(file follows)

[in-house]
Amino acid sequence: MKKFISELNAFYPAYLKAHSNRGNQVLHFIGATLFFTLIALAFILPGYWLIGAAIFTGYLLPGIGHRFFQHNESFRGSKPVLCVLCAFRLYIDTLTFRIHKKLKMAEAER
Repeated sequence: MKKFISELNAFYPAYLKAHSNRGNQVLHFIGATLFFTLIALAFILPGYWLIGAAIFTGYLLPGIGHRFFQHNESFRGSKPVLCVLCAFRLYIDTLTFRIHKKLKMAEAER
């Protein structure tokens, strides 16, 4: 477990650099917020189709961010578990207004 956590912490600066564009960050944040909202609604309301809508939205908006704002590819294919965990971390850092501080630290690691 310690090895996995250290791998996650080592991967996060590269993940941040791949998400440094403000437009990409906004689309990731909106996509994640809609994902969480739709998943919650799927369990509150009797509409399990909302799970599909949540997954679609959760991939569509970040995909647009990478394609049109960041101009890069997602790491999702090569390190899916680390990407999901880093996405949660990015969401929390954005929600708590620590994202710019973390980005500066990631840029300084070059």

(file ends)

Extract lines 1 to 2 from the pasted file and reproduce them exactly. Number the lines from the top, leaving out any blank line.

[in-house]
Amino acid sequence: MKKFISELNAFYPAYLKAHSNRGNQVLHFIGATLFFTLIALAFILPGYWLIGAAIFTGYLLPGIGHRFFQHNESFRGSKPVLCVLCAFRLYIDTLTFRIHKKLKMAEAER